You’ve had your fridge forever. With the exception of some eroded parts of the seal, it’s in pretty good shape and keeps your food cold. Why worry about budgeting for an upgrade?

For starters, inefficient appliances can have a huge impact on your home’s monthly electric bill. Replacing a refrigerator made before 1993 with a new, ENERGY STAR-rated model could knock $65 to $100 off your power costs each year. When evaluating older appliances, one key question emerges: Which is the biggest user? To estimate the energy consumption of an appliance, use this general formula provided by the U.S. Department of Energy’s

(Wattage × Hours used per day × Days used per year) ÷ 1,000 =

Annual kilowatt-hour (kWh) used

Remember: 1,000 watts  = 1 kilowatt (kW).

Then calculate the annual cost to use an appliance by multiplying the kWh per year by $0.0904 rate per kWh used.

For example, a PC and monitor:

[(120 Watts + 150 Watts) × 4 hours per day × 365 days per year] ÷ 1000

= 394 kWh × $0.0904 cents/kWh

= $35.62/year

You can usually find the wattage of most appliances stamped on the bottom or back of the appliance or on its nameplate. The wattage listed shows the maximum power drawn by the appliance. Because some appliances have a range of settings—just like the volume on a radio—the actual amount of power consumed depends on the setting used at any one time.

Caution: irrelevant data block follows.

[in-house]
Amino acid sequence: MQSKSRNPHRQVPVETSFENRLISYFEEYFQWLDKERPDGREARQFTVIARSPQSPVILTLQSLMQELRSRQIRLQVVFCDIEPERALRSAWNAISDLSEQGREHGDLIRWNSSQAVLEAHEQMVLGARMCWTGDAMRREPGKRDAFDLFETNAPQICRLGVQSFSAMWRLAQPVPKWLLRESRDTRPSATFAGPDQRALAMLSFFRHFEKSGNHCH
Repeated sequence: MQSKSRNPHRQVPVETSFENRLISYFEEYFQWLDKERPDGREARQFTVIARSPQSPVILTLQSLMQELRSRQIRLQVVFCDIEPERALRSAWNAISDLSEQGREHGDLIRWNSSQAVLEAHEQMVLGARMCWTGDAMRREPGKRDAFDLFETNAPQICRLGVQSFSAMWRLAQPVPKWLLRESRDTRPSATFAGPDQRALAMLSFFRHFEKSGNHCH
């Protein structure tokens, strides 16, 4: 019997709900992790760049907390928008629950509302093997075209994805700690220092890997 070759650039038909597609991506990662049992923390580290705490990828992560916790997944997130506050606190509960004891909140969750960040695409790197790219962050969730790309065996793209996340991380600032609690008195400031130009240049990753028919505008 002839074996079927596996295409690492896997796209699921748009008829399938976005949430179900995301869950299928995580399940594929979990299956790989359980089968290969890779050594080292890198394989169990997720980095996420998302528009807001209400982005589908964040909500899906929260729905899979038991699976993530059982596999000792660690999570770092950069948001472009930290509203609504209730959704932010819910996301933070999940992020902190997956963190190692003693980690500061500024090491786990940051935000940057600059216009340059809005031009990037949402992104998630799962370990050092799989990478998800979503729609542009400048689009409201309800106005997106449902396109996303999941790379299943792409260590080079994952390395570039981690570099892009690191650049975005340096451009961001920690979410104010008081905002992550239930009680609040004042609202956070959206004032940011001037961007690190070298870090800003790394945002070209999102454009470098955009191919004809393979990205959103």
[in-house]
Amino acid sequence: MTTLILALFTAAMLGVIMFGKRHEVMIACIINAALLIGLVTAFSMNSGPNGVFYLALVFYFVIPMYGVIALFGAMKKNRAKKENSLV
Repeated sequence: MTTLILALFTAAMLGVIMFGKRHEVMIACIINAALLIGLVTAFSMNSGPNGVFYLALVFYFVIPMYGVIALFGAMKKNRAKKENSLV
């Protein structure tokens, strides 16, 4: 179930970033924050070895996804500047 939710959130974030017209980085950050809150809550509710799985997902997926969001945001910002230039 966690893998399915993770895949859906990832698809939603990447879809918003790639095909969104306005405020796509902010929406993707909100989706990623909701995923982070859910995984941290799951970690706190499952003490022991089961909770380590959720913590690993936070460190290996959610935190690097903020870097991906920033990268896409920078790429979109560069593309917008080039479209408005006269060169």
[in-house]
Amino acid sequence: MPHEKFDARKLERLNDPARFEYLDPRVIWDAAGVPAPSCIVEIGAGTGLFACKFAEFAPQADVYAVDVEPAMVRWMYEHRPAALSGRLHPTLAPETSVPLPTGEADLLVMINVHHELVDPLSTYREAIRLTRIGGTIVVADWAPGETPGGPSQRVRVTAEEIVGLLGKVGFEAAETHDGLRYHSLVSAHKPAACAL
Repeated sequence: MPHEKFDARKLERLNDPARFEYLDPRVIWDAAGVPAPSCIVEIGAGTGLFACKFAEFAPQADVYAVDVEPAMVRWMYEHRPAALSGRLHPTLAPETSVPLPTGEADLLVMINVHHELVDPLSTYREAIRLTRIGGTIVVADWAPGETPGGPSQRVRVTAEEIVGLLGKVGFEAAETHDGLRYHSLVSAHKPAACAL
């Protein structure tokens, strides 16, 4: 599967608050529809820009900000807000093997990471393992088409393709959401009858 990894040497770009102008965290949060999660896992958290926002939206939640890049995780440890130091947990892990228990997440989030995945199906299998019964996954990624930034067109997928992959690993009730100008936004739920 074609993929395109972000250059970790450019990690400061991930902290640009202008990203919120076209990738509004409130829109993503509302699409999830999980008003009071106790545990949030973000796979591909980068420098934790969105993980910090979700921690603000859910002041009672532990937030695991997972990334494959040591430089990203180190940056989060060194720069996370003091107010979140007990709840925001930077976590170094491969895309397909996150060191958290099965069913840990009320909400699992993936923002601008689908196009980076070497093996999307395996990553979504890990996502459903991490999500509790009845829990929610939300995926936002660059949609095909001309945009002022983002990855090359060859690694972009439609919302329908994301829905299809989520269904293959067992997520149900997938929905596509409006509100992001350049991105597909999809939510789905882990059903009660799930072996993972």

Keep in mind that as electronics and appliances become more technologically savvy, they often draw power even while turned off. A good indicator of this—called “phantom load”—is to check the device for a light that stays on all the time.

Phantom load will add a few watt-hours to energy consumption, but a few watt-hours on each of your many electronic devices adds up. To avoid this silent power draw, unplug the device or invest in a “smart” power strip, which allows certain electronics—like a cable box, which takes time to reboot after it’s been unplugged—to continue using electricity while others can be completely shut down.

Here are examples of the range of wattages for common household appliances:

  • Clothes Washer    350­–500 Watts
  • Clothes Dryer    1800–5000 Watts
  • Dishwasher    1200–2400 Watts
  • Hair Dryer    1200–1875 Watts
  • Microwave Oven    750–1100 Watts
  • Refrigerator (frost-free, 16ft2)    725 Watts

Once you calculate how much money you spend to run aging home appliances, compare this to what it would cost to use more efficient models. There are other benefits, too. For example, not only have clothes washers become 64 percent more energy efficient since 2000, but the tub size has increased by 9 percent. With a new model you can wash more clothes for less money every month.

For a tool that will do all of these calculations for you, and a look at our rebate programs available, visit our website at

Source:  U.S. Department of Energy, Association of Home Appliance Manufacturers, ENERGY STAR

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